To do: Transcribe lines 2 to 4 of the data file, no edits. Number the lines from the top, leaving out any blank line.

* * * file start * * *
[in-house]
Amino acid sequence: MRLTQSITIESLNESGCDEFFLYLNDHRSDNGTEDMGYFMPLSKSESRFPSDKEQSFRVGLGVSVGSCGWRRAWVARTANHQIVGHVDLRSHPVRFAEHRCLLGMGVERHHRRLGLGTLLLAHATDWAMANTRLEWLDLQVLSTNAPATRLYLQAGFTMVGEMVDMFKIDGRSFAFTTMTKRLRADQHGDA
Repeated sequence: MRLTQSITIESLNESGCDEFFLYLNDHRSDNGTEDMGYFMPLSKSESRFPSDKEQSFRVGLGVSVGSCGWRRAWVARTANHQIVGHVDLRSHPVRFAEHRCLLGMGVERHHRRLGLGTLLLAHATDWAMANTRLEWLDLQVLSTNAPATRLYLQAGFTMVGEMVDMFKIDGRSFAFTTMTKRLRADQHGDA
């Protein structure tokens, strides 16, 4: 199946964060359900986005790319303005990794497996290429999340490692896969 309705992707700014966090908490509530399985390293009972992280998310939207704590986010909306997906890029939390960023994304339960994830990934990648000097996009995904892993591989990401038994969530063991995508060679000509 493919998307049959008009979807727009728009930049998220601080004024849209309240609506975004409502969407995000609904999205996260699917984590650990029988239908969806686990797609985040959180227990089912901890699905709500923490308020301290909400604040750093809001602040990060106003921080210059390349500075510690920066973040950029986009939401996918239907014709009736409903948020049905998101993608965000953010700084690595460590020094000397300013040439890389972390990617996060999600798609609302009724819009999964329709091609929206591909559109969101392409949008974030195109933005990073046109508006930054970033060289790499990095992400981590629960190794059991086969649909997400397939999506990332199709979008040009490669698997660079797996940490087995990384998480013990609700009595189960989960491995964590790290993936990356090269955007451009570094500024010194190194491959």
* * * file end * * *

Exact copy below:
Amino acid sequence: MRLTQSITIESLNESGCDEFFLYLNDHRSDNGTEDMGYFMPLSKSESRFPSDKEQSFRVGLGVSVGSCGWRRAWVARTANHQIVGHVDLRSHPVRFAEHRCLLGMGVERHHRRLGLGTLLLAHATDWAMANTRLEWLDLQVLSTNAPATRLYLQAGFTMVGEMVDMFKIDGRSFAFTTMTKRLRADQHGDA
Repeated sequence: MRLTQSITIESLNESGCDEFFLYLNDHRSDNGTEDMGYFMPLSKSESRFPSDKEQSFRVGLGVSVGSCGWRRAWVARTANHQIVGHVDLRSHPVRFAEHRCLLGMGVERHHRRLGLGTLLLAHATDWAMANTRLEWLDLQVLSTNAPATRLYLQAGFTMVGEMVDMFKIDGRSFAFTTMTKRLRADQHGDA
């Protein structure tokens, strides 16, 4: 199946964060359900986005790319303005990794497996290429999340490692896969 309705992707700014966090908490509530399985390293009972992280998310939207704590986010909306997906890029939390960023994304339960994830990934990648000097996009995904892993591989990401038994969530063991995508060679000509 493919998307049959008009979807727009728009930049998220601080004024849209309240609506975004409502969407995000609904999205996260699917984590650990029988239908969806686990797609985040959180227990089912901890699905709500923490308020301290909400604040750093809001602040990060106003921080210059390349500075510690920066973040950029986009939401996918239907014709009736409903948020049905998101993608965000953010700084690595460590020094000397300013040439890389972390990617996060999600798609609302009724819009999964329709091609929206591909559109969101392409949008974030195109933005990073046109508006930054970033060289790499990095992400981590629960190794059991086969649909997400397939999506990332199709979008040009490669698997660079797996940490087995990384998480013990609700009595189960989960491995964590790290993936990356090269955007451009570094500024010194190194491959």